Jordan Aw is currently studying MEng in Civil Engineering at Imperial College London. This personal statement was part of his successful application to Imperial College London, University of Leeds, University of Bath, University of Southampton and University of Sheffield for Civil Engineering.
When Elon Musk caused a media firestorm in August 2013 with the announcement of the Hyperloop concept- a new mode of high speed transportation via tubes containing just a thousandth of the air pressure at sea level- I realised that we are in the middle of a revolution in the world of transportation. Space travel is no longer exclusively state-sponsored; a market is already slowly emerging for commercial space travel. Hyperloop companies are already here, and are doing public tests, each time with something new to offer. Car manufacturers project that they’ll be ready to mass-produce self-driving cars within five years. My fascination with this “revolution” eventually grew to the point where I made the conscious decision to get involved, and I decided on civil engineering.
It soon became clear to me that such a significant shift meant that current infrastructure would be insufficient. While researching this in the context of autonomous cars, I discovered the idea-and limited reality-of machine perception, the capability of a machine to understand data in the way humans understand stimuli. However, reliance on solely the computer’s ability to interpret data correctly would lead to the same problem that human drivers have: there are just too many factors to fully recognise. Would a machine be able to recognise children playing by the road, and slow down because it knows they might run onto the street? To existing software, humans just look like columns of pixels. This possible over-reliance is why I believe that we need to consider how our roads convey information to computers as well.
Growing up outside the capital of Malaysia, Kuala Lumpur, I recognise that our public transport systems are lacking. Outside KL, there are no rail systems except the outdated intercity trains. However, even with KL’s comprehensive train services and buses, traffic jams still cost Malaysia RM20 billion in 2014, according to the World Bank. Intrigued by this apparent paradox, further research led me to an article by Renne, which discussed the idea of transit-oriented development (TOD) and networked livable communities. The statistics showed a clear picture of the benefits of developing a community around a comprehensive transport system, instead of the reverse, with residents of TODs spending a significantly lower percentage of their income on housing and transport. These are ideas that I am extremely interested in seeing implemented in Malaysia, with most of its cities and towns being relatively underdeveloped.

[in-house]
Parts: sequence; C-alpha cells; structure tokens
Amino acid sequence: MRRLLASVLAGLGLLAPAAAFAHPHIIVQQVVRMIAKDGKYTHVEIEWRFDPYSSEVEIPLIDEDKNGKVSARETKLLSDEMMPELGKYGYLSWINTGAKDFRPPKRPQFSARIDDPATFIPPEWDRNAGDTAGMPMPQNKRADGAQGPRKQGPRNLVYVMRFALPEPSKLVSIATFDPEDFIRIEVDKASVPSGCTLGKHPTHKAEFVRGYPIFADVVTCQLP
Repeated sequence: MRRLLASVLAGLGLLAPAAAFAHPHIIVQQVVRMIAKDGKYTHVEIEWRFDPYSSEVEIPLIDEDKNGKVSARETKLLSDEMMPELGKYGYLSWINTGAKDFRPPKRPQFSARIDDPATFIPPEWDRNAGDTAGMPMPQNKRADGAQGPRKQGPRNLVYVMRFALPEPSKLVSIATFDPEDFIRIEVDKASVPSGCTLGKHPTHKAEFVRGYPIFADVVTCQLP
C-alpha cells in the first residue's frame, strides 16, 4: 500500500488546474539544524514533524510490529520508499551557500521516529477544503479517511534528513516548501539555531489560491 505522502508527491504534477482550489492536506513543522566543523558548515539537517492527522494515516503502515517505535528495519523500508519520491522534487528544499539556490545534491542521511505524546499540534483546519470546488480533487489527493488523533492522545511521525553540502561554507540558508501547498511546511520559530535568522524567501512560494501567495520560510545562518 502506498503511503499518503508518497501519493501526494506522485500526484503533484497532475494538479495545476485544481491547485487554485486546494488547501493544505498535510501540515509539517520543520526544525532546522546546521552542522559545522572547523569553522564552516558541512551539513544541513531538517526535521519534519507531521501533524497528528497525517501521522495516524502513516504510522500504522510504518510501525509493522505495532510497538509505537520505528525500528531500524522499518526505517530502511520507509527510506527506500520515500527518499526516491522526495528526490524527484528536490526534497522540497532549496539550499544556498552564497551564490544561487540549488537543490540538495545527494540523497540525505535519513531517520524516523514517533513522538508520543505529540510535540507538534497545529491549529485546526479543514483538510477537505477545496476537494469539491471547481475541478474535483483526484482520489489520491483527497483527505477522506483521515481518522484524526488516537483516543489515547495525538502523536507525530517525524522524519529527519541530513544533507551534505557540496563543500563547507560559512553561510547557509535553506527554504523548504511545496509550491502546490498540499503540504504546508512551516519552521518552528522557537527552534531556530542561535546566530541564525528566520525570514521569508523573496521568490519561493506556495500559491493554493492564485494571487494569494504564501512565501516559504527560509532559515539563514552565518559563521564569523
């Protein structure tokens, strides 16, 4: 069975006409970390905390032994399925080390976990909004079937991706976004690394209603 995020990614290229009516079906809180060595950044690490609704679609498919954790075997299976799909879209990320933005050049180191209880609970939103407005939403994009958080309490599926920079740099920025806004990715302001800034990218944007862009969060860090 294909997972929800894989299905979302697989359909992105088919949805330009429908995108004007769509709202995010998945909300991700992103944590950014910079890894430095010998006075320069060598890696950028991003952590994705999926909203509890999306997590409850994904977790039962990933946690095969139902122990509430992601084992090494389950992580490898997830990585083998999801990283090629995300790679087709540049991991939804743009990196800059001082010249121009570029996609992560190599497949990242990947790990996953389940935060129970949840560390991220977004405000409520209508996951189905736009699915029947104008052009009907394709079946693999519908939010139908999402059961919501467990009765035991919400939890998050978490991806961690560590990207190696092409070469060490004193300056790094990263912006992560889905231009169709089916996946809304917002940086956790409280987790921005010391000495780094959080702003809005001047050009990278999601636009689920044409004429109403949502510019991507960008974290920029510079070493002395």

While researching California’s high-speed rail system, I was struck by the amount of controversy surrounding it. The constantly increasing costs and the revelation that the California High-Speed Rail Authority had downplayed the initial estimates came across as particularly dishonest. As public unrest increased, the political opposition to the project gained more and more traction, as evidenced by the successful lawsuit which undermined its funding. I found it similar to Malaysia’s 1MDB, a state-sponsored development company revealed to be massively corrupt. I realised that Malaysia would face the same problems and that political engagement is important.
Outside the classroom, I am Director of Community Service for my school’s Leo Club, organising visits to a local orphanage, old folks’ home, and beach clean-ups. I also participated in a 24 hour run to raise funds for charities dedicated to helping victims of human trafficking. My team raised over RM5000, the third highest amount raised for the event. I am a member of my school’s debating team and have competed in various local and national events, winning the national championships in 2016. To widen my scope, I joined my school’s press team for which I write and edit a bimonthly newsletter.
I believe the role of the civil engineer is an exciting one in a developing country like my own, and that getting a degree from a top UK university would be a major step towards fulfilling my goals.
DISCLAIMER: The personal statements on this site are strictly meant as a starting point to give an idea of how successful personal statements look like. There is no surefire formula to writing good personal statements. COLLEGELAH IS STRICTLY AGAINST PLAGIARISM OF ANY KIND. UCAS employs a plagiarism check system that checks applicants’ work against other published writing so please DO NOT PLAGIARISE.